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InContext / An inside look at the business of digital content

How OTT will be sold in 2019 and beyond

December 11, 2018 | By Dana Ghavami, CEO—Spotible@Spotible

OTT content is now viewed more on TV screens (connected TVs or CTVs) than smartphones. From an advertising perspective, that means larger and more valuable video. Large digital video (greater than 400 pixels wide) has always translated to higher value. However, the biggest determining factor of worth is determined by how its sold: direct or programmatic.

By and large, connected TV (CTV) inventory is sold at a higher value than digital video. In the world of video advertising, the television screen represents the pinnacle of value. With it comes the notion of a captivated audience in their living room, and true scarcity of time and inventory.

Like Cable TV, the OTT video landscape viewed on CTV and other connected devices is highly concentrated across the “Big 4.”  The largest amount of monetizable minutes reside on Hulu and YouTube, along with Netflix (which remains ad free together with Amazon Prime Video—for now). The remaining three out of ten minutes in OTT are spent with high quality publishers and broadcasters, such as TV network brands. These create a direct sale value of twenty-something CPMs. These prices are in close proximity to traditional/linear TV rates.

The price of programmatic

As of now, publishers and virtual Multichannel Video Programming Distributor (vMVPDs), including established providers like Dish and startup vMVPDs, sell a predominate amount of OTT ad inventory programmatically, most often through private marketplaces (PMPs). Here, the average price point is in the teens, with CPMs maxing out in the mid-range of around $15.

There are a few reasons media brands are leaning toward programmatic rather than direct sales. For starters, many organizations lack direct sales teams. Furthermore, OTT is nascent. Thus, the industry needs to contend with tracking on a household level where it is getting harder to obtain IP addresses to map out connected devices. Then there’s the international reality of GDPR, which classifies IP addresses as personally-identifiable information (PII).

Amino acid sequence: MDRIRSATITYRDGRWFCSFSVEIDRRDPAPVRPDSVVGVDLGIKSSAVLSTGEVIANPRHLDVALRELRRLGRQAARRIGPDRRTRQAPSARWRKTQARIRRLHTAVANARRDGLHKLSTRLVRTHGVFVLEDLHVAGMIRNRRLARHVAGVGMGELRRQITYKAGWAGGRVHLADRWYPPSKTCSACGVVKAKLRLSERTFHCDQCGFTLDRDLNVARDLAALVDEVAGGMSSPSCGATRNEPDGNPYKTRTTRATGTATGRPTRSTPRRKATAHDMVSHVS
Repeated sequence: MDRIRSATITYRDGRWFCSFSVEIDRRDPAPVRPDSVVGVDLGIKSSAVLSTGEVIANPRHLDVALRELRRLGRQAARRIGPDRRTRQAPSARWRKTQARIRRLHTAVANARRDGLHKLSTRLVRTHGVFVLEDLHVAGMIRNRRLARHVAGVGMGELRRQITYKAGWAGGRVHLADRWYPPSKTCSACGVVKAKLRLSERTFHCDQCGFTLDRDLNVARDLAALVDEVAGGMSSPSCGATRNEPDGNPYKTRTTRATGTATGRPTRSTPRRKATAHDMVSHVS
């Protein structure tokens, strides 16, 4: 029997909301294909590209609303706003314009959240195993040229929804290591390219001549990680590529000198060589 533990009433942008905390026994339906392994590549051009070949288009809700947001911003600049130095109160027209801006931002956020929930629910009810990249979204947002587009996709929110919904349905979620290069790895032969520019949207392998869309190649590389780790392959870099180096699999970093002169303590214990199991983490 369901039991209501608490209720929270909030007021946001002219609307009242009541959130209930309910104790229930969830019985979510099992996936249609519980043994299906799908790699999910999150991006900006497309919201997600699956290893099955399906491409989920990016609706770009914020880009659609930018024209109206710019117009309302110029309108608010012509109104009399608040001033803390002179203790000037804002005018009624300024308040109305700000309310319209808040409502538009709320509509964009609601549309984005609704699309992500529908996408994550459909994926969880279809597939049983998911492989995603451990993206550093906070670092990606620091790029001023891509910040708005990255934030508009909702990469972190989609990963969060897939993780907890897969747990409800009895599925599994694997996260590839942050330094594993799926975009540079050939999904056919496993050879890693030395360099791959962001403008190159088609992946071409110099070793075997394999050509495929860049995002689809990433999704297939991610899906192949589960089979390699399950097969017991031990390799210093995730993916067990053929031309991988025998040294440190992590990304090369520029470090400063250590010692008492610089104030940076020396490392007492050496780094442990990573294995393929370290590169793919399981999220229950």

All in all, it’s harder to correlate traffic from OTT ads. It is also difficult to measure viewability with server-side ad insertion (SSAI), which stitches ads into content streams, especially when sold programmatically. And then there’s the issue of fraud. A quarter of all CTV impressions this year were fraudulent (never seen) according to Pixalate.

The contentious issue of fraud among broader tracking issues are keeping programmatic pricing weighed down. Where, with the employment of programmatic monetization the most a publisher can expect to optimize CPM rates is by 10-15% above the current average programmatic video price point keeping overall value in the teens CPM.

Direct sales proposition

However, by selling directly, a publisher can more than double ROI to 30-40% or higher price points above $20 CPM. These price points are well above the possible rate optimization that can be made accessible through programmatic means.

So, looking ahead to 2019 with the continuing expansion of OTT traffic and monetization opportunity, it is a good time to reconsider selling directly. This means assembling or training existing digital sales teams to sell your emerging OTT inventory, which is worth its weight in video gold. In a premium video medium with true scarcity, the future will be directly sold.

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